Reconstructing tradition Part 3-
A common misunderstanding among worldly scholars is that there was some kind of feud between Nityānanda Prabhu and Advaita Prabhu. Mrs. Manring shares this opinion, writing that Īśāna Nāgar “….throughout this episode…puts seemingly mean-spirited words in Nityānanda’s mouth and conciliation in Advaita’s”. However, in ch.15 and 16 I can find only one such exchange in each, neither of them showing any other exchange than one of mutual love. The Bengali text of Advaita Prakāśa rather speaks of Advaita’s Premera Roṣa (loving anger). Throughout the manifest pastimes of Mahāprabhu Nitāi and Sītānātha were confirmed the best of friends, it is clear from all the scriptures on Mahāprabhu.
Another common misunderstanding among the scholars, Mrs. Manring included (she suggests so several times in this book), is that Advaita Prabhu was an actual advaita-vādī (non-dualist), although it is said in all the devotional scriptures that He only preached advaita-vāda or jñāna vāda to get a loving punishment from Mahāprabhu. Apparently the academics see this as a devotional embellishment of the actual truth instead of an actual devotional truth. In her description of the passing away of Nityānanda, at the end of Advaita Prakāśa, Mrs. Manring blunders again by suggesting that Vīrabhadra was humiliated by having to serve the leaders of Nityānanda’s group during the viraha utsava. She calls it a ‘subtle attack’ (by Īśāna on the Nityānanda followers), perhaps not understanding that in Vaiṣṇavism service is a privilege and not a humiliation. Her idea is contradicted almost immediately hereafter by the narration of Vīrabhadra Prabhu asking initiation from Advaita Prabhu, and Advaita sending him back to his own mother, Jāhnavā, for dīkṣā instead.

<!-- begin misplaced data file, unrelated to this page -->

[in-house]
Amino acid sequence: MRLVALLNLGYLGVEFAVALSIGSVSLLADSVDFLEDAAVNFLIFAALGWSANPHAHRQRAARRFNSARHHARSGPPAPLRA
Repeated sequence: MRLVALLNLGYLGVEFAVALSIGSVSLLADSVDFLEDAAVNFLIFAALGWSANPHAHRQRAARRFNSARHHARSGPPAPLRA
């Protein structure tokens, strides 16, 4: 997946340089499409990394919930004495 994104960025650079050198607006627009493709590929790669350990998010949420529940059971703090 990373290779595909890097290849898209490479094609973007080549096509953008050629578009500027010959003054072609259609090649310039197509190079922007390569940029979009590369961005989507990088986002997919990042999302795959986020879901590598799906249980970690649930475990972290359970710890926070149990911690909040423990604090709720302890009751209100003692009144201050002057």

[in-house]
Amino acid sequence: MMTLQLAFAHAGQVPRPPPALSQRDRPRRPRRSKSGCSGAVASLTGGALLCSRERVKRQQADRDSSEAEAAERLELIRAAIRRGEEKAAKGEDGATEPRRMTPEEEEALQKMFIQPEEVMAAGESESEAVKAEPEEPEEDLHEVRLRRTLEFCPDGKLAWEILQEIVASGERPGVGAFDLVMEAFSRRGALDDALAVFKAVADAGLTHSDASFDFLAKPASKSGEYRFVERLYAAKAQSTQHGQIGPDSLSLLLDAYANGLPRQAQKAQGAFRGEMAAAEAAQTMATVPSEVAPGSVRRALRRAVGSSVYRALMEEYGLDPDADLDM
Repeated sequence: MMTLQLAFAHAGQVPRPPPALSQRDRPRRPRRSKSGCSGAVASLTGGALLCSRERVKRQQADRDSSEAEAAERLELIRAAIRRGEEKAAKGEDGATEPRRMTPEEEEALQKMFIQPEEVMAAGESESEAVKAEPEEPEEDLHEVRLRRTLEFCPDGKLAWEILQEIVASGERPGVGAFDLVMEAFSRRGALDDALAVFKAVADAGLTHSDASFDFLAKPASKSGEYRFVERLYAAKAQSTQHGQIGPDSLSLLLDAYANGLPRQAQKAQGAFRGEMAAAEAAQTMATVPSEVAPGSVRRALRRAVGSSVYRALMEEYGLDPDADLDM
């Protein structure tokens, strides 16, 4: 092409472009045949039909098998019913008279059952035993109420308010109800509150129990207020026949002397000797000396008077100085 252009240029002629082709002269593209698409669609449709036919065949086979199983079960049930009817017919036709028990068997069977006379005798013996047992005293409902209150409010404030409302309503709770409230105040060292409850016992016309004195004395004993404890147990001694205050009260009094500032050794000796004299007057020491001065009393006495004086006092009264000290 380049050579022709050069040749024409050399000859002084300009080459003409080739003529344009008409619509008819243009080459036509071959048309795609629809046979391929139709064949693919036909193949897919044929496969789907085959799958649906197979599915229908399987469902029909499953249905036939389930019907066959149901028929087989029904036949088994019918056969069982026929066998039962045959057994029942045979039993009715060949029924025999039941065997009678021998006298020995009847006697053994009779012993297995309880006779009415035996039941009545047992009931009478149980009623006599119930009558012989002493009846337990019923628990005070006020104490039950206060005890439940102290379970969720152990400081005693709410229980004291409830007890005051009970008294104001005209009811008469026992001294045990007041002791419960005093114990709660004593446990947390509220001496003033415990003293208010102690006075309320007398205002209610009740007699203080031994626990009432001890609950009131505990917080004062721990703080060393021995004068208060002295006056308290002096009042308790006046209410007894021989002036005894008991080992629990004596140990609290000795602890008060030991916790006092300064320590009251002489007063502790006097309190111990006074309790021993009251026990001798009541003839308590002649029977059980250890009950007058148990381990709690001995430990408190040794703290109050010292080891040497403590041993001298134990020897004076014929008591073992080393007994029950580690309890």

Mrs. Manring also accuses Īśāna Nāgara of making Advaita instead of Mahāprabhu the instigator of the bhakti cult but this is not fair – in all other scriptures, like Caitanya Bhāgavat and Caitanya Caritāmṛta, Advaita is also described as being an active bhakti-preacher before Mahāprabhu’s advent – if He were not so, why would He even have bothered to invoke Mahāprabhu’s advent in the first place? Her claim that some, like Īśāna, have presented Advaita Prabhu as superior to Mahāprabhu in every sense needs to be seen in the context of bhāvollāsa, wherein a devotee develops greater love for an associate of the Lord than for the Lord itself. Several times in her book, Mrs. Manring suggests there is a kind of gender discrimination in that mostly males are allowed to do mañjarī practises, but this is pertinently untrue.
A new controversy for me is the Śrī Advaita Abhiśāpa, ‘Śrī Advaita’s curse’, a booklet written by one Kiran-chand Daraveśa (sounds sahajīya to me), saying that Advaita Prabhu cursed Mahāprabhu for not staying in Nadiya after taking sannyāsa and thus hurting his loved ones. He would have to be born again to satisfy Advaita’s desire for his company. Because He spent 10 days at His (Advaita’s) place after taking sannyāsa in Katwa He would get a ten-generation grace period, and then He (Mahāprabhu) would have to take birth in Advaita’s family. This is a prediction of the advent of Vijay Kṛṣṇa Gosvami, who was born in Advaita Prabhu’s 10th generation. Mahāprabhu, according to this booklet, graciously accepts the curse, saying He can never be without Nityānanda and Advaita and that He will appear in a large form wearing dreadlocks (exactly fitting Vijaya’s description). This story does not appear in any other scripture and could be understood as a glorification of Vijay Kṛṣṇa Gosvami only.
About amplification or ‘accretion’ of the hagiographies, Mrs. Manring writes (p. 200) something interesting: